Line 49: shagbark. “Shagbark” is another word for hickory. Years ago, Charles the Beloved’s wife, Disa, copied into a letter a passage of a John Shade poem that compares a gingko... (full context)
Death, Mystery, and the Afterlife Theme Icon
Loss and Longing Theme Icon
...kept his mother’s ghost away. Eventually, she stopped pursuing him. Thirteen years later, Charles married Disa, Duchess of Payn. (full context)
Commentary: Lines 230-348
Identity, Delusion, and Loneliness Theme Icon
Loss and Longing Theme Icon
...married forty years. John and Sybil Shade were married thirty years before King Charles married Disa, the Duchess of Payn. Morally speaking, Zemblans mostly turned a blind eye to King Charles’s... (full context)
Commentary: Lines 367-434
Identity, Delusion, and Loneliness Theme Icon
Loss and Longing Theme Icon
...know where the King was)—his mentioning the Riviera helped Gradus make the connection to Queen Disa’s villa. Told that he wouldn’t see Lavender after all, Gradus left. (full context)
Identity, Delusion, and Loneliness Theme Icon
...trip (which is Sybil’s fault), and so he can’t say whether they ever saw Queen Disa’s villa. Disa grew up there, and then returned in 1953 as a “banished queen,” although... (full context)
Identity, Delusion, and Loneliness Theme Icon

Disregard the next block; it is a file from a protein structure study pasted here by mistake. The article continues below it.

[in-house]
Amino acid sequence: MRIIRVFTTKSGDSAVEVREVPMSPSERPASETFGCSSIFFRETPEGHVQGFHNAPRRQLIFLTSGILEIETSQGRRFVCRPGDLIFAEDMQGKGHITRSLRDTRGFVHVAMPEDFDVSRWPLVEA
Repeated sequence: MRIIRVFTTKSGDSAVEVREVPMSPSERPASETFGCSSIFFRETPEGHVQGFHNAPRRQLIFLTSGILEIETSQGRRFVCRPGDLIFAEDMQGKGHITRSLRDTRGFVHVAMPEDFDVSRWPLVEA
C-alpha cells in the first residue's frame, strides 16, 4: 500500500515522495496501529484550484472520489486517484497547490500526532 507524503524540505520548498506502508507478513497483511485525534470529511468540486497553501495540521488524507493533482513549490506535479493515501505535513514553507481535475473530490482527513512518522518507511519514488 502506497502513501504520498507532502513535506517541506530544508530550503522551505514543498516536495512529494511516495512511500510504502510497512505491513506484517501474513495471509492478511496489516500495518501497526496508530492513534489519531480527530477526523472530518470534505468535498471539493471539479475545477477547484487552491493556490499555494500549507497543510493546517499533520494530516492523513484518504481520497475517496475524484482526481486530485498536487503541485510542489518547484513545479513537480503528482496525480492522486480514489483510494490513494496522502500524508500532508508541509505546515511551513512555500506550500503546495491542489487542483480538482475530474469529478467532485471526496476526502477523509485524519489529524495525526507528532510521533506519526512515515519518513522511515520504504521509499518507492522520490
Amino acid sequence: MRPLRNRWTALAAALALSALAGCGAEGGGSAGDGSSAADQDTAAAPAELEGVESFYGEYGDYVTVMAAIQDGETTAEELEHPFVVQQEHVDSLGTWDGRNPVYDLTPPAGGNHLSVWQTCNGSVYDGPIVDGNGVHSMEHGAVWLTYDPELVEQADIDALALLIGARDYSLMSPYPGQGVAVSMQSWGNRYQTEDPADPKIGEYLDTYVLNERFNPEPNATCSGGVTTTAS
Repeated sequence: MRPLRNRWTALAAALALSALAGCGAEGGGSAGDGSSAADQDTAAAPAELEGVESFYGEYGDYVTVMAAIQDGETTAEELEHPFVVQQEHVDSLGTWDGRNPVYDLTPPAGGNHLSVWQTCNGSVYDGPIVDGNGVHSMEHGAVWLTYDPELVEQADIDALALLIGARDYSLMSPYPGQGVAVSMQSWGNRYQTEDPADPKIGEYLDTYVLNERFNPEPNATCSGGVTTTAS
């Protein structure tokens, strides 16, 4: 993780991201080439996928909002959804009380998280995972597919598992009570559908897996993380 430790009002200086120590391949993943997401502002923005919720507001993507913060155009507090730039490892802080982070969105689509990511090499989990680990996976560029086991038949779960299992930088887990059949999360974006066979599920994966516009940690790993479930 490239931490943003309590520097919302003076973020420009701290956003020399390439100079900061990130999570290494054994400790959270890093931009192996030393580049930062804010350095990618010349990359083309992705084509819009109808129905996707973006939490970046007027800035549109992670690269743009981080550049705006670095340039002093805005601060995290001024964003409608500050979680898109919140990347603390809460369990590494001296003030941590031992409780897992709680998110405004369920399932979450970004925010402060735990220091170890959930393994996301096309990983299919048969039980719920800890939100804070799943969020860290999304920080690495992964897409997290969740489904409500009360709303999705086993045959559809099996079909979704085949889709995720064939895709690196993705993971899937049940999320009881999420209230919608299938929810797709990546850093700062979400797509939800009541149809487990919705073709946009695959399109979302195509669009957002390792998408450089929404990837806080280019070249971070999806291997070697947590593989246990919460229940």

The Zemblan revolution began in May of 1958, and Disa wrote King Charles urging him to stay at her villa until the situation was resolved.... (full context)
Patterns, Fate, and Coincidence Theme Icon
The Nature of Art Theme Icon
As she aged, Disa became even more lovely, and Kinbote thinks it’s strange that there’s a passage of “Pale... (full context)
Identity, Delusion, and Loneliness Theme Icon
Loss and Longing Theme Icon
When they were first married, Disa would lose her temper due to her “misfortune,” and Charles would use these outbursts as... (full context)
Identity, Delusion, and Loneliness Theme Icon
Loss and Longing Theme Icon
Charles had never loved Disa (although he respected her), but in dreams his feelings were different. Even if he never... (full context)
Loss and Longing Theme Icon
When Charles appeared at Disa’s villa in disguise after fleeing Zembla, he was not troubled by these thoughts. Instead, he... (full context)
Commentary: Lines 469-629
Identity, Delusion, and Loneliness Theme Icon
...what he was saying and thought they could find the King’s location by breaking into Disa’s villa. They instructed Gradus to wait in Geneva for further instruction. (full context)
Commentary: Lines 662-872
Identity, Delusion, and Loneliness Theme Icon
...having only barely recognized them as being familiar. Gradus got into a cab bound for Disa’s villa, but the chatty driver told him before he arrived that nobody lived there at... (full context)
Identity, Delusion, and Loneliness Theme Icon
Patterns, Fate, and Coincidence Theme Icon
...sitting in his hotel lobby in Nice. He flipped through the paper and saw that Disa’s villa had been burglarized. While trying to figure out how to communicate this secretly to... (full context)